Comms FRS – Family Radio Service

FRS and GMRS Radios:
The Family Radio Service is a private, two-way, very short-distance voice and data communications service for facilitating family and group activities.

The Family Radio Service (FRS) is an improved walkie-talkie radio system authorized in the United States since 1996. This personal radio service uses channelized frequencies around 462 and 467 MHz in the ultra high frequency (UHF) band. It does not suffer the interference effects found on citizens’ band (CB) at 27 MHz, or the 49 MHz band also used by cordless telephones, toys, and baby monitors. FRS uses frequency modulation (FM) instead of amplitude modulation (AM). Since the UHF band has different radio propagation characteristics, short-range use of FRS may be more predictable than the more powerful license-free radios operating in the HF CB band.

Initially proposed by RadioShack in 1994 for use by families, FRS has also seen significant adoption by business interests, as an unlicensed, low-cost alternative to the business band.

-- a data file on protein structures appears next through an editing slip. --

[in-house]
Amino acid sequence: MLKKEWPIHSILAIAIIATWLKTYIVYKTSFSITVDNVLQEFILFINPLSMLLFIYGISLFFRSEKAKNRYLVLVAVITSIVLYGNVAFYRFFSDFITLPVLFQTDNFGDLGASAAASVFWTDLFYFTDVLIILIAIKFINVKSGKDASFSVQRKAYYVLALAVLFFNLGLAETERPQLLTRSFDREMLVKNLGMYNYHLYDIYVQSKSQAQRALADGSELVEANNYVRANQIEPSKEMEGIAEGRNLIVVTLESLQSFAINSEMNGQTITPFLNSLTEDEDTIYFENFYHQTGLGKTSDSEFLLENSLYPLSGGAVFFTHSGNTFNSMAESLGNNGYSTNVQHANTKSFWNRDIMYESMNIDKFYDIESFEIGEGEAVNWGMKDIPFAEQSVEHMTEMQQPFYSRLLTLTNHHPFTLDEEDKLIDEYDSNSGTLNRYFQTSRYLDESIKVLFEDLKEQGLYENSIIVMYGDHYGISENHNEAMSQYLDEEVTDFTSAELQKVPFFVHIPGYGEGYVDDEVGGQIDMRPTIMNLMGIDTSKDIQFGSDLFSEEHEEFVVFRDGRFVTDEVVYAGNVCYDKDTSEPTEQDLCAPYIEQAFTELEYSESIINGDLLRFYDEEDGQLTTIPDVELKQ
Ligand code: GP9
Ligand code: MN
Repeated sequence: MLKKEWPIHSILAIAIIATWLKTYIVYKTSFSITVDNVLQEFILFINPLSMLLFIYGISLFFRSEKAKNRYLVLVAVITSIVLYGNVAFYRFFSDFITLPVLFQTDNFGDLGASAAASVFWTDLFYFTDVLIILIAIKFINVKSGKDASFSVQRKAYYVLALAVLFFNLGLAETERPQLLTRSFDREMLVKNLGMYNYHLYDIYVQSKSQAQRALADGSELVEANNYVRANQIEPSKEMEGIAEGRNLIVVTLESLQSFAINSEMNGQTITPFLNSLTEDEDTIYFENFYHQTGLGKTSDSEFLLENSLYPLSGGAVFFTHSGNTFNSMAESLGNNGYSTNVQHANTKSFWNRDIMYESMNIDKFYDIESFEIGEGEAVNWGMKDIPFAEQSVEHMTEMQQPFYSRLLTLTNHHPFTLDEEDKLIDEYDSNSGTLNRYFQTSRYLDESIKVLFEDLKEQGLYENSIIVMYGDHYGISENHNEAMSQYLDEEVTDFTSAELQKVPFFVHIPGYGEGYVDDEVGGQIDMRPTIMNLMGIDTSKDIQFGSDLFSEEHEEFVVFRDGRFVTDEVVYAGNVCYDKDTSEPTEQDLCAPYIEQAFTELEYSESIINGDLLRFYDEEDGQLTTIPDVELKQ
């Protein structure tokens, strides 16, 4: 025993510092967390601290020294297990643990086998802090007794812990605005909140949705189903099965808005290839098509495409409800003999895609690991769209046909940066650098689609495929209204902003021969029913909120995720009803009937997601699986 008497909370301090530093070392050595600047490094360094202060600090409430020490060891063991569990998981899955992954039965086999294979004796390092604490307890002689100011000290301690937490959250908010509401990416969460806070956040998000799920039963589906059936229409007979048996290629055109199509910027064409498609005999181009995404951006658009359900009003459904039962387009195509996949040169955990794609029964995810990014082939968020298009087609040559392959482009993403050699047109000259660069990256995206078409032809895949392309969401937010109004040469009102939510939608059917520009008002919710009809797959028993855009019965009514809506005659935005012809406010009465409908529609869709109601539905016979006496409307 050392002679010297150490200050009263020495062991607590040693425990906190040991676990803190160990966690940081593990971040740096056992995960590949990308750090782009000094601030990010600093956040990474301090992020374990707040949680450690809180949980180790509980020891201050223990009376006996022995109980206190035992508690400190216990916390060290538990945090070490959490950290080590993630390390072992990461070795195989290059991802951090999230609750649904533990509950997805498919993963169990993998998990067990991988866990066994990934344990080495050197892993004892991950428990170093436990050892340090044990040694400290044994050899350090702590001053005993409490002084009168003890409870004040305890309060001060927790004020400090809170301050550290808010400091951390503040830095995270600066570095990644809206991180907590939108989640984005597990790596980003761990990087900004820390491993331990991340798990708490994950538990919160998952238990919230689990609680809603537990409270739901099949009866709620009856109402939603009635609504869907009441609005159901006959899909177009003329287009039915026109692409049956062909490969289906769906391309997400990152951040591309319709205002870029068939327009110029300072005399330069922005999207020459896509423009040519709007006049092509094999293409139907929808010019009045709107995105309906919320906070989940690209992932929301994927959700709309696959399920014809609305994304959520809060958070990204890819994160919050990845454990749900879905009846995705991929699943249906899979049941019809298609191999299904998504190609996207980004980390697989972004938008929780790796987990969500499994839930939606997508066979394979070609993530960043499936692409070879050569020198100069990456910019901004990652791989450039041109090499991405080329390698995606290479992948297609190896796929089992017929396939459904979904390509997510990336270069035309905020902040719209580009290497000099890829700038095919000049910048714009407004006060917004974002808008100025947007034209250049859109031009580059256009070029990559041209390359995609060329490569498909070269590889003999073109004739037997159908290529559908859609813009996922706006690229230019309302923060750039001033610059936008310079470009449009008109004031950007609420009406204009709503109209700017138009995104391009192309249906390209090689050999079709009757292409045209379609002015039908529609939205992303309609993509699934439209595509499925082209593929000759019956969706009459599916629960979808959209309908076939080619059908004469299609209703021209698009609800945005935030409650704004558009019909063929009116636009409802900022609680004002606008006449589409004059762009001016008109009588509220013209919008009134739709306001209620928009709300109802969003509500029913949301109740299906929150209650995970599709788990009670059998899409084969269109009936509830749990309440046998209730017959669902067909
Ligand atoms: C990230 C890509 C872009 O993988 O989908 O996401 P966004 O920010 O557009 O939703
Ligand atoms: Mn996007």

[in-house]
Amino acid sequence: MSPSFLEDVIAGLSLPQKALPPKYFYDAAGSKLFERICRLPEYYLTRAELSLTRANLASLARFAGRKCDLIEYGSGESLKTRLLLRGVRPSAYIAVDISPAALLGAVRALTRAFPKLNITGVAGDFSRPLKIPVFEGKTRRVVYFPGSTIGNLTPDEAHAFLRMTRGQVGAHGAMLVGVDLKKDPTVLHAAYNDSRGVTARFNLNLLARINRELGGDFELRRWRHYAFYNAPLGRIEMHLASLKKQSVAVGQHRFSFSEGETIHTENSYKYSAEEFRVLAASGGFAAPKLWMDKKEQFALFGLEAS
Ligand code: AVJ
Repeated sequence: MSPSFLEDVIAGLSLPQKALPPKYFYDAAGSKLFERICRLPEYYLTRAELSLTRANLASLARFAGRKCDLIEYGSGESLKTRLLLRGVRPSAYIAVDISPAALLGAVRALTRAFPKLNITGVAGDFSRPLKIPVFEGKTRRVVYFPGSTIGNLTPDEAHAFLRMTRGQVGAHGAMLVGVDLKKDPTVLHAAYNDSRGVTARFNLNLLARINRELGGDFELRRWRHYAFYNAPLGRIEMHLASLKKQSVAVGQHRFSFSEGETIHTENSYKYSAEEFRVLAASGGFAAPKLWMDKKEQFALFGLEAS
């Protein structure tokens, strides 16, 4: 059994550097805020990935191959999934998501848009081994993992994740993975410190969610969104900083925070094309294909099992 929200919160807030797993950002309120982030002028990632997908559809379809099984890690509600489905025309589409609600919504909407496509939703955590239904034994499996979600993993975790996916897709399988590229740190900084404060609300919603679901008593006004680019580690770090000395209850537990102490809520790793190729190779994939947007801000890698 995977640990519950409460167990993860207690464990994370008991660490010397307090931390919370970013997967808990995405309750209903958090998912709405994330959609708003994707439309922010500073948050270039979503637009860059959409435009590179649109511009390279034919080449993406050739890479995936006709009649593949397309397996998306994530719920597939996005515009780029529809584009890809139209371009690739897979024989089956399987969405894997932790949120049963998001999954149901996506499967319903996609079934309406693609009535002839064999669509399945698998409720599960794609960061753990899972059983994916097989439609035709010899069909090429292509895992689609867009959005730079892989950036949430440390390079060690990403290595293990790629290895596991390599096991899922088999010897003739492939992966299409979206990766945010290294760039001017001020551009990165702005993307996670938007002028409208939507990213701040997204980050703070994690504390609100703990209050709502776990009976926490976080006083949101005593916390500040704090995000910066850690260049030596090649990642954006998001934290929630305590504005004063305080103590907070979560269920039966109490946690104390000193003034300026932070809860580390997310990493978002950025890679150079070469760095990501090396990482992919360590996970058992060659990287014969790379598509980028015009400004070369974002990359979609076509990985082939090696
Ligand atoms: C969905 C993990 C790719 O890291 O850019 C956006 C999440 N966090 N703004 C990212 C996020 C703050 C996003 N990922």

Worldwide, a number of similar personal radio services exist; these share the characteristics of low power, operation in the UHF (or upper VHF) band using FM, and simplified or no end-user licenses. Exact frequency allocations differ, so equipment legal to operate in one country may cause unacceptable interference in another.

There are 14 FRS channels. Each channel has a bandwidth of 12.5 kHz.
Seven of the channels (Channels 1-7) are shared with the GMRS, so you may hear communications from GMRS station on these channels. The other seven channels are “FRS-only” channels.
Channel numbers commonly used on 22 channel FRS/GMRS dual service radios. Most radios of this type are not capable of repeater operation and do not include the repeater input frequencies.
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